Cape Carteret voters defeat trail bond referendum

This portion of the Cape Carteret Trail along Taylor Notion Road is among a number of segments already completed, but town voters Tuesday rejected a bond referendum to fund completion of the multi-use path along Highway 24, Highway 58 and Taylor Notion. (Brad Rich photo)

CAPE CARTERET — A $1.2 million bond referendum to fund construction of the remainder of the partly-completed Cape Carteret Trail was defeated Tuesday by a 756 to 712 margin.

Town voters faced with a property tax increase to pay off the bonds if the referendum passed and the officials moved forward with the borrowing.

Deanna McElmon, owner of The Gym on Taylor Notion Road, site of an already completed portion of the trail, said “It was disappointing to hear the referendum did not pass.

“It’s virtually impossible to raise that type of of money through fundraisers. This was a missed opportunity to gains something great for the community,” she continued.

Former town commissioner Charlie Evans, who has supported the trail but opposed holding the referendum because he doesn’t want a tax increase, said he fears town leaders “will use the votes as an opportunity to abandon any support they may have had for the trail.”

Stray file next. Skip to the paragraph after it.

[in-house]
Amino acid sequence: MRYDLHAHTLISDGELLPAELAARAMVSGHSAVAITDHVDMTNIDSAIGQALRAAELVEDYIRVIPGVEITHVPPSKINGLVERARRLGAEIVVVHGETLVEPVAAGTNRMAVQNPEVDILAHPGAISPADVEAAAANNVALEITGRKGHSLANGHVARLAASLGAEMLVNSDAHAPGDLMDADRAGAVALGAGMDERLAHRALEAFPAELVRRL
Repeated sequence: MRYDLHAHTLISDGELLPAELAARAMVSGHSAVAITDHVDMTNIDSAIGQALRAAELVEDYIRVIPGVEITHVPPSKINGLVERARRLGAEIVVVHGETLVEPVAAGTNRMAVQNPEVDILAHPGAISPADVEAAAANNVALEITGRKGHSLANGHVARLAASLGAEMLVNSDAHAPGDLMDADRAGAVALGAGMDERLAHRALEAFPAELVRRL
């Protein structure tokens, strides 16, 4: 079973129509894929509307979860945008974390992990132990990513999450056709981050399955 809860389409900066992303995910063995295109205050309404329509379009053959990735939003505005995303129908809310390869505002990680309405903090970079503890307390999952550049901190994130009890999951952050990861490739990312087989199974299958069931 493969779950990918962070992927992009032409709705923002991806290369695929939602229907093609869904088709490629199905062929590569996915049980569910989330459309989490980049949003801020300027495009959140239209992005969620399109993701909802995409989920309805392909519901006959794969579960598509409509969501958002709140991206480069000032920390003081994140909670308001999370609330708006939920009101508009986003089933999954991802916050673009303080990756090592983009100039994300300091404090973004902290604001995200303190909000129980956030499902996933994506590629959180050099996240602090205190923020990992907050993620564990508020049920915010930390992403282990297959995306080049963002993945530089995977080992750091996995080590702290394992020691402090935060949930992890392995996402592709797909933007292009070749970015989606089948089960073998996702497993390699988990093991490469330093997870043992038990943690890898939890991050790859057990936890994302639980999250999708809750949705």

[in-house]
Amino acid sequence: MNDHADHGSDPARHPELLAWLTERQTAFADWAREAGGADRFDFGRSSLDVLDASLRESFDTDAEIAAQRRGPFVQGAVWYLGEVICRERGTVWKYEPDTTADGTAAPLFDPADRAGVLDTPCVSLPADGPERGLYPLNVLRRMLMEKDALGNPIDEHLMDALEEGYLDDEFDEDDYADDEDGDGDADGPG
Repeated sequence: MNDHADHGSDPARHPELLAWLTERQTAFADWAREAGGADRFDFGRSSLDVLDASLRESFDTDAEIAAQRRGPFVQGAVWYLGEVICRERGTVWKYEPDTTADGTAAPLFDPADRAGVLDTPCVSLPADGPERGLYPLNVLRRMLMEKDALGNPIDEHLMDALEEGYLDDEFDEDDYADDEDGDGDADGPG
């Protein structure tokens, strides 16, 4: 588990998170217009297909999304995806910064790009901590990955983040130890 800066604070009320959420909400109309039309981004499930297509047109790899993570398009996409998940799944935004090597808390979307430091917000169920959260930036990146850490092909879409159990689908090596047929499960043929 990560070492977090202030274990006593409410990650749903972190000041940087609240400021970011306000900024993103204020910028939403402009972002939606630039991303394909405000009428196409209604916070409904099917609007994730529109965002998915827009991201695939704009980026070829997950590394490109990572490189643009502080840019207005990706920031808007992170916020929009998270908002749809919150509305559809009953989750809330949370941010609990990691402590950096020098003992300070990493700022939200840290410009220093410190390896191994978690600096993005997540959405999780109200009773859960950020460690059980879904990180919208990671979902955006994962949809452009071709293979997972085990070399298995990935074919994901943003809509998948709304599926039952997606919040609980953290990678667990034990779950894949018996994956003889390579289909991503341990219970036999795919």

Commissioner Mike King said regardless of the result, the people got their chance to weigh in on the financing and let the board of commissioners know how it should proceed.

“It should be in the hands of the people, not five commissioners,” he said, and the idea behind the referendum was “we’d do whatever they tell us.”

Although there did not appear to be any organized opposition to the bond referendum’s passage, it was a hot topic on social media, with potential voters split.

Proponents said it would be a safe place for runners, pedestrians and cyclists and would increase property values along the path. Opponents said it wouldn’t be safe for many to use, because they’d have to cross busy Highway 24 in some places to get to it.

The town originally estimated the roughly 3-mile trail would cost close to $1 million and said it would pay for construction with mostly grants and donations. As justification for the bond referendum, officials have said those revenue sources have dried up, leaving much of the trail – about 1.9 miles – unfinished.

The commission approved the project by a 5-0 vote in February 2015, with the goal of finishing by 2018. So far, the county and the town have provided $125,000 each in tax dollars for construction.


Contact Brad Rich at 252-864-1532; email; or follow on Twitter @brichccnt.

(4) comments

David Collins

Good !


Seemed like a no-brainer to me, but vote was very close, interesting......

live bottom

The reason for a close vote is that the demographics are changing in that area. Most people that move here are accustomed to amenities such as walking paths.

David Collins

Changing demographics ? Short term residents that will have moved on before the bill comes due . One of the downsides of living in a military community . Would guess that is a factor .

Welcome to the discussion.

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